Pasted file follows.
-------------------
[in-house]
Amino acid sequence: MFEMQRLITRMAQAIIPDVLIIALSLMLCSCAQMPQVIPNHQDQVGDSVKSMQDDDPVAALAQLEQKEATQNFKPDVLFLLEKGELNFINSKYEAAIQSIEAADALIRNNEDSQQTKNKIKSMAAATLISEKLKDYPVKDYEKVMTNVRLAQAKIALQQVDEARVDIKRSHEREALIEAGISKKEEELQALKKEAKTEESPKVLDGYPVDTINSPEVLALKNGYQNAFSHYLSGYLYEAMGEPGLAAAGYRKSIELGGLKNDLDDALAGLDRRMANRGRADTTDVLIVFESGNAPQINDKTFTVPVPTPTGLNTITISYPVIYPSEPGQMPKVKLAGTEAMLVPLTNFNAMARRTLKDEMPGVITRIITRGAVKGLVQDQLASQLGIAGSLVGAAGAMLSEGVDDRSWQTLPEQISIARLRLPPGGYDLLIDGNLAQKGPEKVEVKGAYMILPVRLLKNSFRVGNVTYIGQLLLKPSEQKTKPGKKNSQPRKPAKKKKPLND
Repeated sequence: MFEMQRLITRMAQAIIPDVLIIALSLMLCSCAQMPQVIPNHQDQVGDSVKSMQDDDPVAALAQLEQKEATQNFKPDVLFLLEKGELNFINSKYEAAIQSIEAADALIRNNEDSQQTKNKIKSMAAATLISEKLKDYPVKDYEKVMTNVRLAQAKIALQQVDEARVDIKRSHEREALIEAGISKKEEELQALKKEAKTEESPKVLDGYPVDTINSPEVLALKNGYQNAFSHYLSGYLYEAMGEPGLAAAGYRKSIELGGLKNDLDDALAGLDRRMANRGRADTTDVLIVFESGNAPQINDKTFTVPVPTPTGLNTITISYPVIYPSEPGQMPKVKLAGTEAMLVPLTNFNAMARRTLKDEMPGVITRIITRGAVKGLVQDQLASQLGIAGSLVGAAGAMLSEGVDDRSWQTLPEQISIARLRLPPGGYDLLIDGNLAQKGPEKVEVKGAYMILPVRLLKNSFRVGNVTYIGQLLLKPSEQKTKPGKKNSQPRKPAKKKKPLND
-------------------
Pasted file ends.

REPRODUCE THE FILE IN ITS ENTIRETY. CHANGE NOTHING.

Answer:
[in-house]
Amino acid sequence: MFEMQRLITRMAQAIIPDVLIIALSLMLCSCAQMPQVIPNHQDQVGDSVKSMQDDDPVAALAQLEQKEATQNFKPDVLFLLEKGELNFINSKYEAAIQSIEAADALIRNNEDSQQTKNKIKSMAAATLISEKLKDYPVKDYEKVMTNVRLAQAKIALQQVDEARVDIKRSHEREALIEAGISKKEEELQALKKEAKTEESPKVLDGYPVDTINSPEVLALKNGYQNAFSHYLSGYLYEAMGEPGLAAAGYRKSIELGGLKNDLDDALAGLDRRMANRGRADTTDVLIVFESGNAPQINDKTFTVPVPTPTGLNTITISYPVIYPSEPGQMPKVKLAGTEAMLVPLTNFNAMARRTLKDEMPGVITRIITRGAVKGLVQDQLASQLGIAGSLVGAAGAMLSEGVDDRSWQTLPEQISIARLRLPPGGYDLLIDGNLAQKGPEKVEVKGAYMILPVRLLKNSFRVGNVTYIGQLLLKPSEQKTKPGKKNSQPRKPAKKKKPLND
Repeated sequence: MFEMQRLITRMAQAIIPDVLIIALSLMLCSCAQMPQVIPNHQDQVGDSVKSMQDDDPVAALAQLEQKEATQNFKPDVLFLLEKGELNFINSKYEAAIQSIEAADALIRNNEDSQQTKNKIKSMAAATLISEKLKDYPVKDYEKVMTNVRLAQAKIALQQVDEARVDIKRSHEREALIEAGISKKEEELQALKKEAKTEESPKVLDGYPVDTINSPEVLALKNGYQNAFSHYLSGYLYEAMGEPGLAAAGYRKSIELGGLKNDLDDALAGLDRRMANRGRADTTDVLIVFESGNAPQINDKTFTVPVPTPTGLNTITISYPVIYPSEPGQMPKVKLAGTEAMLVPLTNFNAMARRTLKDEMPGVITRIITRGAVKGLVQDQLASQLGIAGSLVGAAGAMLSEGVDDRSWQTLPEQISIARLRLPPGGYDLLIDGNLAQKGPEKVEVKGAYMILPVRLLKNSFRVGNVTYIGQLLLKPSEQKTKPGKKNSQPRKPAKKKKPLND